We propose using R-Shief to sample Twitter activity during a popular political event, such as the Women’s March last month in Washington DC and around the country, or possibly an upcoming event, such as Donald Trump’s Supreme Court nominee process. With the help of pre-existing machine learning-based classification software, BotOrNot , we can make reasonably confident guesses as to whether a Tweet sent a specific Twitter handle is an automated account, one of the so called “twitter bots”; while the identification of twitterbots can be done almost as efficiently through sampling, we are also interested in more nuanced aspects of their behavior, creating a need to ‘fish’ for large number of twitterbots to perform further analysis on. With these automated techniques for twitterbot gathering, we hope to characterize twitterbot activity during political events and present our findings visually, using tools provided by the R-Shief software and others.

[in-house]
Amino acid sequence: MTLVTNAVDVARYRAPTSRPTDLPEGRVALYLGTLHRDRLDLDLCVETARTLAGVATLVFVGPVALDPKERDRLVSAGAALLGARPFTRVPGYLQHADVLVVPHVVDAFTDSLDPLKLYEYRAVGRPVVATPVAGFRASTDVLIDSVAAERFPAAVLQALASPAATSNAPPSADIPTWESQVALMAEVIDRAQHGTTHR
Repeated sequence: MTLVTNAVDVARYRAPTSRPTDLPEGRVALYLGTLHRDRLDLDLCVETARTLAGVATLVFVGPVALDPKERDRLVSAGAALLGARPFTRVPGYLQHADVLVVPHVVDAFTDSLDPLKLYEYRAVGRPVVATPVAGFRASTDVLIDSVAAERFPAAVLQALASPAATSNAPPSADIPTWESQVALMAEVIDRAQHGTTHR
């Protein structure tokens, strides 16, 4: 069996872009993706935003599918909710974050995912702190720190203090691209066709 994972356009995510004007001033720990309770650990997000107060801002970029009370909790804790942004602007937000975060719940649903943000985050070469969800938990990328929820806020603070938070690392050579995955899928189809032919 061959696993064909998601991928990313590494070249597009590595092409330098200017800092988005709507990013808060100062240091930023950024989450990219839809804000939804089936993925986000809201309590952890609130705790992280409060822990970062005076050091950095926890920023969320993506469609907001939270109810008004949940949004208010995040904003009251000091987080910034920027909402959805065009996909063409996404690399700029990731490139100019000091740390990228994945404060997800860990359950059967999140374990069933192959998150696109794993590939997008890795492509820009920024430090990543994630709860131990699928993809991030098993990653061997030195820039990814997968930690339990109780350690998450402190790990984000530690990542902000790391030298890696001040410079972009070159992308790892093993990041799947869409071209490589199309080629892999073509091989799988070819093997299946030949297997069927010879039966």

While the exact list of characterizations is still being developed, we have targeted a few questions which are both theoretically interesting and realistically observable based on the methods of data collection and analysis we have at our disposal.

Demographics: Do communities on different positions on the political spectrum have significantly different proportions of automated accounts? While it has been shown that the number of automated followers differs for certain political candidates, observing the ecosystems of automated accounts which exist for different political camps would yield insight into the social media activity of these ideological groups.

Thresholds: Is there a threshold of trending activity on a hashtag that triggers twitterbot activity? If so, what is that threshold? R-Shief conveniently segregates collected tweets by the time interval in which they were collected, leading us to wonder if there existed an identifiable threshold of authentic activity at which twitterbots begin to participate heavily? This threshold would be dependent on both the structure of the Twitter social network and specific twitterbot attributes. Additionally, can different thresholds be found for different events?